Or…“How to use scare tactics to achieve the desired outcome,” by the U.S. Department of Energy

By Kelly Gerry
Managing Director

There is no disagreement that resiliency of the North American grid is both a necessity and a major challenge, considering the changes to the energy mix already taking place.

There is no disagreement that coal and nuclear are excellent sources of electricity generation during certain events that impair (some) other forms of generation.

Even so, who really believes resiliency and reliability underlie the U.S. DOE’s recently submitted ‘Notice of Proposed Rulemaking’ to the Federal Energy Regulatory Commission (FERC)? C’mon…


In lay terms, the rule says power generation provided by plants that can store potential energy (coal and nuclear) need to be protected from retirements, to ensure grid reliability and resiliency. This issue is so urgent, FERC is being asked to rule within 60 days of the publication of proposed rulemaking.

The Polar Vortex, an extreme weather event in 2014, was cited as a basis for this need. At that time the electrical grid depended on generation slated for retirement in order to maintain grid stability.


Coal is a loser. It’s inefficient and bad for the environment. And it is being replaced by less expensive and better energy sources along with technology innovation. Thus coal is having a tough time in the marketplace. However, it has a very strong human base of support (for understandable reasons – people’s livelihoods depend on its use), it has a very strong lobby and the U.S. administration promises that coal will have a comeback.

But coal is still a loser.

So, if you’re the current administration, how do you look good regarding those promises you made? When all you have is a hammer, you start looking for nails. One good nail is that you can pile up coal – 90 days of it to be exact (according to the U.S. DOE, which is more than coal plants actually inventory on site). You can’t pile up natural gas. Wham-o! Good reason to keep coal around!

Wait! I remember living in Canada in really (really) cold weather – and the only thing I could rely on was my natural gas heater and appliances. So, I wonder – did any of the natural gas generation facilities shut down during the GREAT POLAR VORTEX OF 2014? Turns out, the answer is no. Oh, and there’s even more natural gas available now than in 2014.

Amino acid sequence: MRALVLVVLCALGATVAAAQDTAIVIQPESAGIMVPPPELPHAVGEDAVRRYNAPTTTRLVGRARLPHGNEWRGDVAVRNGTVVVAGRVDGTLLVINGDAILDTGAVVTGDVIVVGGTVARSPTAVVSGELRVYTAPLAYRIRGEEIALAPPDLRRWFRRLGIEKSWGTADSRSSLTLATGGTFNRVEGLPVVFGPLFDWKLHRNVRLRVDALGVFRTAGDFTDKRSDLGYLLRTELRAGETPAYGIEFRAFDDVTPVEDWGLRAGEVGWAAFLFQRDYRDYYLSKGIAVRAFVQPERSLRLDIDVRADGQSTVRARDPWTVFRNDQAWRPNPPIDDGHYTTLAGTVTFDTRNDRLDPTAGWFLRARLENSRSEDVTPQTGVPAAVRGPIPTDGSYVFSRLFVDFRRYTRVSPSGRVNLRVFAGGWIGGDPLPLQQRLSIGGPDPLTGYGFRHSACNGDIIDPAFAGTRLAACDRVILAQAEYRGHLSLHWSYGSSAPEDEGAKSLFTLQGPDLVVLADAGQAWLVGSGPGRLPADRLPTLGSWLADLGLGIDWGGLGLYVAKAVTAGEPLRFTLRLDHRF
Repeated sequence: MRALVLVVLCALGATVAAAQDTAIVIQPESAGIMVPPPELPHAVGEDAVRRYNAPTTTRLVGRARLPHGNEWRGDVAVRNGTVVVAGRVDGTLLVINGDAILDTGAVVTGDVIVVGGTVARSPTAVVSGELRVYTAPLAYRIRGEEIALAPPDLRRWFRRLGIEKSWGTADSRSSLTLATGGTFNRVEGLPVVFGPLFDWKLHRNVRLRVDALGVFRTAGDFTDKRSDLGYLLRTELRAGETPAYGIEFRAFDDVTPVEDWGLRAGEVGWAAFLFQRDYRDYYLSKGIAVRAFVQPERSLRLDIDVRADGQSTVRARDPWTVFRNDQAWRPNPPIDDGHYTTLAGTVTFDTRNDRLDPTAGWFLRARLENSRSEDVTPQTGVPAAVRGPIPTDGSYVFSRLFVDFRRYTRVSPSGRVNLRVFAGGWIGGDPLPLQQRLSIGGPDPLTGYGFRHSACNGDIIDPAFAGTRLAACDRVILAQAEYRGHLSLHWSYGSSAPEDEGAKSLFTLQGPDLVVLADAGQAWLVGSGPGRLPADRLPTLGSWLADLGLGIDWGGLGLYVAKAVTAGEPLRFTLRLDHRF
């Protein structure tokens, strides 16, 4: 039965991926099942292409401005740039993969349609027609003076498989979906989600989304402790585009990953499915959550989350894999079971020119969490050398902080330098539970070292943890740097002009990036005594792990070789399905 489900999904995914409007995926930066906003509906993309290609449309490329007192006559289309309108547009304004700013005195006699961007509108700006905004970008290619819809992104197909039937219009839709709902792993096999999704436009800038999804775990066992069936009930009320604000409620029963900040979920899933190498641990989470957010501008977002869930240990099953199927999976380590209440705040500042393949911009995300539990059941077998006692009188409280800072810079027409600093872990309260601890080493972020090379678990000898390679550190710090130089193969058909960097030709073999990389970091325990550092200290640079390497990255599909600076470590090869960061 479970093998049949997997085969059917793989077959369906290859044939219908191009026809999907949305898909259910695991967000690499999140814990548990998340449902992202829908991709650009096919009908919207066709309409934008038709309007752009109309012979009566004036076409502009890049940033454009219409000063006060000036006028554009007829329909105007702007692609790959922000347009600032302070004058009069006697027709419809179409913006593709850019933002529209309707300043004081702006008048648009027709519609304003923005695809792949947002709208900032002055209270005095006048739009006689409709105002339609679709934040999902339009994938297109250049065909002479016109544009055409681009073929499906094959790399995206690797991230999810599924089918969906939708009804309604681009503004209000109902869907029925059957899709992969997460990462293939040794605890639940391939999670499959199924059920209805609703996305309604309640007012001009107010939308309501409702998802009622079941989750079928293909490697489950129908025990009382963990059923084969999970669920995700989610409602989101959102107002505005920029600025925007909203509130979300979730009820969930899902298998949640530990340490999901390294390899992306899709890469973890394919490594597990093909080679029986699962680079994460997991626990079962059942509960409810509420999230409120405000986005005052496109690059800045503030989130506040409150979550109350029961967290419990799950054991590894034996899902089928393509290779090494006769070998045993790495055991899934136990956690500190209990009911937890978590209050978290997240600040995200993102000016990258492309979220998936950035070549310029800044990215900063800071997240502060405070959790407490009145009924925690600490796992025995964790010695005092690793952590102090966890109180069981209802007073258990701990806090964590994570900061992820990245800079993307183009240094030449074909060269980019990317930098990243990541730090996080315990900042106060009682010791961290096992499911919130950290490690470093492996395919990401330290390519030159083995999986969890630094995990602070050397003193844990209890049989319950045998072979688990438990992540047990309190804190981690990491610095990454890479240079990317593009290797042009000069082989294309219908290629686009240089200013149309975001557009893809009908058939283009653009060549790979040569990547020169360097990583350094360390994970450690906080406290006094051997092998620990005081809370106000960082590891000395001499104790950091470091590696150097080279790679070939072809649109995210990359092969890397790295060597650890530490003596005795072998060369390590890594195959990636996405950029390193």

So obviously the U.S. DOE meant to include the natural gas industry in its commitment to protect the American public from the dastardly Polar Vortex, should it ever come again. Apparently not.

The U.S. DOE’s argument is so obviously disingenuous that I started typing these comments. If the government is trying to keep coal alive, solely to support a region of the country and a sector of the economy that desperately need it – just be honest. Of course, U.S. DOE can’t be forthcoming; FERC wouldn’t then make the desired decision. So instead, it’s just that coal power is a necessity. Right.


Are the ‘ends’ of the U.S. DOE’s proposed rulemaking a justification for the means? I believe the answer is no. The consequences of guaranteeing a return for non-marketable generation is a threat to the wholesale markets. Of course there may be exceptions and it may be worthy of serious discussion. In some instances providing cost of service provisions for coal or nuclear facilities may make practical sense. But is the best way to cover exceptions an arbitrary submission of proposed rulemaking, without consultation and with a limited timeline for review by industry and public stakeholders? If the argument is sound, why ram it down the throat of both the majority of industry and the public, other than those directly involved in the coal industry?


Extreme weather happens. The consequences can be grave but not always preventable. From ice-storms to hurricanes, the grid faces big challenges. However the source of fuel has rarely been a major factor in the significance of the outage. In fact generation represents only about 5% of annual outage time. Damage to transmission and distribution systems is a much greater factor. Yet, we haven’t seen the same bolstering of regulations to ensure that these systems are robust and ready for the next Polar Vortex.

No doubt, the move to renewables has impacted the amount of dispatchable power supply and that is a real concern. But these decentralized systems also come with their own inherent benefits. Let’s use Puerto Rico as an example.

For many years, proposals to stabilize the Puerto Rican electrical grid have been put forth. The grid was unstable and unreliable before the recent hurricane. Would the U.S. DOE’s ruling have improved the situation? No. The vast majority of the generation facilities were diesel oil and coal. How different might today’s situation be, if the long-proposed natural gas pipeline had been constructed from the existing LNG facility to San Juan? Let’s put it this way: Buried pipelines don’t blow away or flood. Rebuild time would have been cut drastically. Now that the entire system needs to be rebuilt? Renewable based distributed generation systems are likely the most effective solution.

As the Puerto Rican people can testify, traditional models for energy supply and distribution are not always dependable. True solutions are rarely driven top-down from a government agency. The U.S. DOE’s proposed rulemaking is certainly no exception.

Follow the following link to check out the U.S. DOE’s NOPR for yourself.


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